I have mooted the idea of what I call a passport basis of tax residence for the UK on a number of occasions – most recently in the last few days on this blog. It always gives rise to howls of protest, which seems to me the clearest evidence that it has real merit given the source from which many of the howls emanate.
The passport basis of tax residence is not a universal panacea for tax residence. As many US citizens find, being taxed on worldwide income when living outside the US can give rise to double taxation. I am not a fan of double taxation, any more than I am a fan of double non-taxation. But as I note below, this objection is easy to overcome.
The problem with our existing tax residence system (apart from the fact that no one is sure precisely what it is right now – which is perhaps the best reason there is for codifying it) is that it is far too easy to cease to be UK resident, especially if one has full time work abroad, or is wealthy enough to, in effect, globe trot at will for a while - as some people with considerable wealth can undoubtedly do.
Now I happen to have little problem with those who have no long term association with the UK being able to break their taxation ties with the UK when and if they really leave the country. It seems just and equitable that they should be able to do so. After all, we have no a priori claim on their income.
But I do think those who have long term ties with the UK – perhaps best (but maybe not solely) indicated by their having a UK passport should have considerable difficulty with breaking their taxation ties with this country. The reason is a straightforward one. It does not matter whether a UK citizen lives here or not when it comes to their access to services. They can always return here and can always access services such as the NHS without question. The result is that these services are theirs to use whether they are here or not, and so they have primary obligation to pay for them.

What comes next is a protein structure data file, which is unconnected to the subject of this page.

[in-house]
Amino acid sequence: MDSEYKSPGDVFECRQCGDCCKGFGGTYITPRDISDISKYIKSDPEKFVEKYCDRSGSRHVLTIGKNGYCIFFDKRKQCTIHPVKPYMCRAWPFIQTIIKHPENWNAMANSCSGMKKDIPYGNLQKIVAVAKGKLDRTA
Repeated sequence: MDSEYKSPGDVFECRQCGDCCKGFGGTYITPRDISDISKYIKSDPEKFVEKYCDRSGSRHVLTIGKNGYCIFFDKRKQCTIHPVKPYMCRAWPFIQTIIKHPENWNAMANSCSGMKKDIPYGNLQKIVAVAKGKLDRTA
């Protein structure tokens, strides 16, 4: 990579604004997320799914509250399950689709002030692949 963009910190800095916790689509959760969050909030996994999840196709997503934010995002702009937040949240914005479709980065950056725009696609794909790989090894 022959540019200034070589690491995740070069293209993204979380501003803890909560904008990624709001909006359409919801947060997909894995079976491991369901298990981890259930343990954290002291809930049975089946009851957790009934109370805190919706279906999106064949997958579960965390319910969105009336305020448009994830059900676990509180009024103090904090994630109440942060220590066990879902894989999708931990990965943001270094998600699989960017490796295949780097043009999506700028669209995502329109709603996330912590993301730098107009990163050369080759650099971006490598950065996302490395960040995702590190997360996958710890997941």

That said it is very obvious that as far as possible complication in the tax system is best avoided. So whilst a basic principle that UK passport holders should be taxable on their world wide income makes complete sense as a matter of fact credit should be given for all tax paid in another place and in some cases that should always be sufficient to fulfil the UK obligation to pay tax. In practical terms that means there should be a “white list” of states where it is deemed that if a UK passport holder is resident then they are deemed to have settled their UK tax liability by fulfilling their obligation to settle the tax due in that other country. All EU states would fall into this category “white list” category. So too would the USA, Japan and all other such major states. Many developing countries – India and South Africa, plus major Latin American states would also qualify. It might also be wise to include states where it was very unlikely a tax exile would reside. Many of the poorest countries of the world could be added to the list on that basis so avoiding taxation problems for those working there for development agencies.
That clearly leaves a group of countries – let’s call them tax havens for sake of a better term – where the passport basis of taxation would be of considerable benefit to the UK Exchequer. There are UK passport holders who use such places to avoid UK tax. An obvious case in point this week is the family of Sir Philip Green, who are, I suspect, UK passport holders but who live, according to Sir Philip, in Monaco. Of course they may do that; it is their legal right to live where they want. But my argument is that the right to do so does not absolve them or anyone else in a similar position, from the obligation to pay tax. If as a result of living in such places they pay no or little tax, probably as a result of the deliberate action of the state in which they choose to reside, then I suggest that the UK should retain the right to tax them as if they were in the UK.
This proposal is, of course, in very many ways an extension to income tax of the logic of the controlled foreign company rules to be found in corporation tax. But note that I would not provide an exception for those working in the places not on the ‚Äòwhite list’ of approved states. So all those with UK passports who chose to service the offshore finance sector from tax havens would remain wholly taxable in the UK as a result (and yes – special arrangements for those who genuinely come from the Crown Dependencies and other locations issuing UK [passports would have to be made).
Of course some issues would remain – such as whether or not states in the UAE and Saudi Arabia would be on the white list or not. But I suspect that what I propose would pass the reasonableness test that is critical to the acceptability of all taxes to the mass of a population to which it would apply – in this case, the ordinary people of the UK.
Which is why I think it something that those Coalition members who want to take tax avoidance seriously should be giving considerable attention to at this moment.